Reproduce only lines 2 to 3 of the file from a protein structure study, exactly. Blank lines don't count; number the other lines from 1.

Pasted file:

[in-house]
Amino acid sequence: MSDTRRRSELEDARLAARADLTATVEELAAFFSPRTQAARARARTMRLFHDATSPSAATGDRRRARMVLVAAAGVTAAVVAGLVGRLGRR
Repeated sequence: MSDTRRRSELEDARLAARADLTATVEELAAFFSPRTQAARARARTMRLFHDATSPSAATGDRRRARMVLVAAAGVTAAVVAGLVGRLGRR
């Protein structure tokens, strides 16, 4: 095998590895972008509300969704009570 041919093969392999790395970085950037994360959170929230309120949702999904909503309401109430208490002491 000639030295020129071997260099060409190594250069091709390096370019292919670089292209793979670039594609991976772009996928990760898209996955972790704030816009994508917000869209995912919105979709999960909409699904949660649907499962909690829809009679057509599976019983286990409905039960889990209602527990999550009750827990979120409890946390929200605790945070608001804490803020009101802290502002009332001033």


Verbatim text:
Amino acid sequence: MSDTRRRSELEDARLAARADLTATVEELAAFFSPRTQAARARARTMRLFHDATSPSAATGDRRRARMVLVAAAGVTAAVVAGLVGRLGRR
Repeated sequence: MSDTRRRSELEDARLAARADLTATVEELAAFFSPRTQAARARARTMRLFHDATSPSAATGDRRRARMVLVAAAGVTAAVVAGLVGRLGRR